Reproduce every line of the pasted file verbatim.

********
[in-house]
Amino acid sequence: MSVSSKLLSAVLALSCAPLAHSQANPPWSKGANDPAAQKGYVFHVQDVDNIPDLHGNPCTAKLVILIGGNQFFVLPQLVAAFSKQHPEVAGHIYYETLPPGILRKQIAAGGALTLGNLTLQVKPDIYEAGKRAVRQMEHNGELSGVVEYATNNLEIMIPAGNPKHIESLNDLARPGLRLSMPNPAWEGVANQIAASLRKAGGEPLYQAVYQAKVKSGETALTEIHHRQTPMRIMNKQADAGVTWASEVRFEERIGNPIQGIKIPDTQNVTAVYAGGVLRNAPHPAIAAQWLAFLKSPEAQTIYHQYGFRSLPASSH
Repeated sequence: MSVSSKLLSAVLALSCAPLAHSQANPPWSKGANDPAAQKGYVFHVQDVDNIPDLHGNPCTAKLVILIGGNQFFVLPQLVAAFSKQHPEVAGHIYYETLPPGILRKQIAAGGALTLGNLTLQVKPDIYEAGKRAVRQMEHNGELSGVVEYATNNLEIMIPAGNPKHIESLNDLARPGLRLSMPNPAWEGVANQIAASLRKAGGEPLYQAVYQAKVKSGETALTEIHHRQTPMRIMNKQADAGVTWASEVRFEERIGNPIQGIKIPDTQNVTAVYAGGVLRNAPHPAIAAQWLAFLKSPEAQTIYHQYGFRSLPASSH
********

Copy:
[in-house]
Amino acid sequence: MSVSSKLLSAVLALSCAPLAHSQANPPWSKGANDPAAQKGYVFHVQDVDNIPDLHGNPCTAKLVILIGGNQFFVLPQLVAAFSKQHPEVAGHIYYETLPPGILRKQIAAGGALTLGNLTLQVKPDIYEAGKRAVRQMEHNGELSGVVEYATNNLEIMIPAGNPKHIESLNDLARPGLRLSMPNPAWEGVANQIAASLRKAGGEPLYQAVYQAKVKSGETALTEIHHRQTPMRIMNKQADAGVTWASEVRFEERIGNPIQGIKIPDTQNVTAVYAGGVLRNAPHPAIAAQWLAFLKSPEAQTIYHQYGFRSLPASSH
Repeated sequence: MSVSSKLLSAVLALSCAPLAHSQANPPWSKGANDPAAQKGYVFHVQDVDNIPDLHGNPCTAKLVILIGGNQFFVLPQLVAAFSKQHPEVAGHIYYETLPPGILRKQIAAGGALTLGNLTLQVKPDIYEAGKRAVRQMEHNGELSGVVEYATNNLEIMIPAGNPKHIESLNDLARPGLRLSMPNPAWEGVANQIAASLRKAGGEPLYQAVYQAKVKSGETALTEIHHRQTPMRIMNKQADAGVTWASEVRFEERIGNPIQGIKIPDTQNVTAVYAGGVLRNAPHPAIAAQWLAFLKSPEAQTIYHQYGFRSLPASSH